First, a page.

Wetsuits are ideal for any water sport, although they have a strong association with surfing.
Wetsuits should fit you like a second skin, however, they should not be so tight that you are blocking blood flow or that your range of motion is hindered.
If you have a full length wetsuit, it should fall at the wrist just around the bone, and it should fall to the legs above your ankle bones. You should not find any gaps, pockets or otherwise.
A wetsuit will get wet and will loosen up as it does. Once you have worn it a few times, it will develop a memory to your body, and it will start to conform even more.
So, when you are looking to buy a wetsuit, keep these things in mind. However, how can you be certain that your wetsuit will fit you correctly when you are about to buy it?
It is not the easiest thing to size. That is what we will look at today.
Wetsuits are great for surfing, snorkeling, or even diving. They provide protection from cold water, and they also help improve performance. But finding the perfect wetsuit can be tricky. How do you choose the right size?
There are two main types of wetsuits: neoprene and stretchy lycra. Neoprene suits are thicker and offer better insulation.
Lycra suits are thinner and more flexible. Both types come in various sizes, and choosing the correct size is important.
You should always try on a wetsuit before buying it. The sizing chart below shows the recommended sizes for both neoprene and lycra suits.
If you don’t want to take the time to measure yourself, you can get a good idea of the suit size by looking at the chest measurement.
Fitting Tips For Your Wetsuit
To make the process of getting a wetsuit fit you correctly, we will make it a little easier and go over a select few tips that will help you to know if a wetsuit is the right one for you.
If your wetsuit can tick off all these boxes, it is the right one for you to wear.
Wetsuits Should Fit Tight
Your wetsuit should be a tight fit, but it should not cut off circulation or feel uncomfortable.
A wetsuit may be one of the tightest things you have ever put on, remember, neoprene used in wetsuits is the same that is used in the making of orthopedic braces.
It is not all that different in terms of pressure to compression socks.
Neoprene does stretch when it gets wet, and over time, so if you do not know which size to get, a great way to go is to go between sizes, or go with the more snug option since it will expand.
It will feel weird, and probably frustrating at first, but your wetsuit should not have folds or air pockets in it. If you need to swim fast, air pockets will just slow you down.
Your wetsuit should also not feel too spacious around your groin. When you try on a wetsuit you should pull it up, so it is a snug fit between your legs. Only then is it wise to assess the amount of leg and arm length you have.
It will take time to try it on, so do not rush this, make sure you pull it up and create as much space as possible.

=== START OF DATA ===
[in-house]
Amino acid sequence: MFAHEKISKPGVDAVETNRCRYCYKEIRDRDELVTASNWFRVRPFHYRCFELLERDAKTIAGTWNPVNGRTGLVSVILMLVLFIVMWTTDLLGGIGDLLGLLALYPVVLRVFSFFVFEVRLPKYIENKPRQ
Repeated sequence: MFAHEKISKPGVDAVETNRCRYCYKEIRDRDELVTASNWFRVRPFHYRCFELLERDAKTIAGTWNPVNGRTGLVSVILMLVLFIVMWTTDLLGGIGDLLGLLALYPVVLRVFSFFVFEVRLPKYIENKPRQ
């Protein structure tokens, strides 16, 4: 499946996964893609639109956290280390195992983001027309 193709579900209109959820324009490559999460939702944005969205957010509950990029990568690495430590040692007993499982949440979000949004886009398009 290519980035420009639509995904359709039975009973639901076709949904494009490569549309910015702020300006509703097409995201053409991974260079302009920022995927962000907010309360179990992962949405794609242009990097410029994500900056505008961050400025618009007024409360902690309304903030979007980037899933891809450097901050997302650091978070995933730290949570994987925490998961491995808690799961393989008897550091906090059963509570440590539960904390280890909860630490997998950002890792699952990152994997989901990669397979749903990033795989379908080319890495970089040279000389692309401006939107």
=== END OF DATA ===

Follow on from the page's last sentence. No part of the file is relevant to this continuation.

Also, realize you may need a helping hand, especially to zip it up.
Extremities Are Secondary
As you try on a suit, do not consider the arms and legs too much, in regard to the length that is.
You can easily deal with extremities that are too long by trimming them.
We are all made in different shapes and sizes, so you may have a long torso and smaller legs, and so many suits will actually come with extra long extremities.
This is because manufacturers expect you to trim them when you have decided on the overall purchase, and then include instructions on how you should trim these.
Just remember to prioritize how your torso fit feels. It should feel tight enough to hold water in, but with enough flexibility that breathing is comfortable.
A Comfortable Collar
Now, the collar is part of the suit that you cannot trim without harming the suit. You should ensure it is not unbearably uncomfortable. Do remember that the collar will also stretch.
If your neck is on the thicker side then do try to get a brand of wetsuit with a lower collar cut. Do not let the collar restrict your breathing and movement.
No Hanging Out The Back
One of the worst areas for a good fit is around the back, around the small of your back.
If there is too much space in this area, it will billow out, filling with water as you swim, which will hold you back and make you less buoyant.
Try to find a suit that fits this area of your body best, it should be snug but not restrictive.
Your Body Type Is Critical
A great deal of manufacturers of wetsuits will publish very in-depth sizing charts for weight and height.
However, some body types just will not fit into these charts. If you are barrel chested, or have broad shoulders then you may want to go up a size.
If you have a thin body size, consider going down a size.
Women’s suits are even more tricky, every brand and model will fit differently, so consider trying things and do not be afraid to send a suit back and try a different size.
It is hard enough trying to find clothes that fit for many of us, but a wetsuit should be like a second skin, and this is extra difficult.
Our bodies are all different, so make sure that you check the core areas; collar, torso, and lower back for a perfect fit.
Shop around until you find the perfect one!